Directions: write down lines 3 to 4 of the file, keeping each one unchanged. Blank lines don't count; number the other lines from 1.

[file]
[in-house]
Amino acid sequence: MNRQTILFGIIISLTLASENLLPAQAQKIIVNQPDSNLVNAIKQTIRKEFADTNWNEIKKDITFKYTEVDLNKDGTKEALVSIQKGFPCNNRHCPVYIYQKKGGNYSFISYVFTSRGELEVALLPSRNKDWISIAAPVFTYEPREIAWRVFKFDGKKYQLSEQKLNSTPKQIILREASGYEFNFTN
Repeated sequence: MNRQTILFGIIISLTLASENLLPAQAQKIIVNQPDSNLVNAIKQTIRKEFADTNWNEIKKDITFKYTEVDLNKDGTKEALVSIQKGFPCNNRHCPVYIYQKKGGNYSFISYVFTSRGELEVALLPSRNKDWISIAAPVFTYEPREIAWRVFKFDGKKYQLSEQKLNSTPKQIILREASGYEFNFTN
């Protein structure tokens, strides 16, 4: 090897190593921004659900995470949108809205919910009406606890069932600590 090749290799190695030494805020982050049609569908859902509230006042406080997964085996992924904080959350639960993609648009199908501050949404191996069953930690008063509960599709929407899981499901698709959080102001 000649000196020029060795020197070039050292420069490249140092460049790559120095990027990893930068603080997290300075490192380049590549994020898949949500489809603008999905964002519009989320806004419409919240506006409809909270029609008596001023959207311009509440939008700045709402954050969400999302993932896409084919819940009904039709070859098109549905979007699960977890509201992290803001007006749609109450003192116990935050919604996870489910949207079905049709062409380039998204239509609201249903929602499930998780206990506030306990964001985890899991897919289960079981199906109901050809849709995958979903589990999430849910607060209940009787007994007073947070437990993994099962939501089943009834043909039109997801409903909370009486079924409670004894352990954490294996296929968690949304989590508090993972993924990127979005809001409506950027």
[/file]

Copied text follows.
Repeated sequence: MNRQTILFGIIISLTLASENLLPAQAQKIIVNQPDSNLVNAIKQTIRKEFADTNWNEIKKDITFKYTEVDLNKDGTKEALVSIQKGFPCNNRHCPVYIYQKKGGNYSFISYVFTSRGELEVALLPSRNKDWISIAAPVFTYEPREIAWRVFKFDGKKYQLSEQKLNSTPKQIILREASGYEFNFTN
């Protein structure tokens, strides 16, 4: 090897190593921004659900995470949108809205919910009406606890069932600590 090749290799190695030494805020982050049609569908859902509230006042406080997964085996992924904080959350639960993609648009199908501050949404191996069953930690008063509960599709929407899981499901698709959080102001 000649000196020029060795020197070039050292420069490249140092460049790559120095990027990893930068603080997290300075490192380049590549994020898949949500489809603008999905964002519009989320806004419409919240506006409809909270029609008596001023959207311009509440939008700045709402954050969400999302993932896409084919819940009904039709070859098109549905979007699960977890509201992290803001007006749609109450003192116990935050919604996870489910949207079905049709062409380039998204239509609201249903929602499930998780206990506030306990964001985890899991897919289960079981199906109901050809849709995958979903589990999430849910607060209940009787007994007073947070437990993994099962939501089943009834043909039109997801409903909370009486079924409670004894352990954490294996296929968690949304989590508090993972993924990127979005809001409506950027």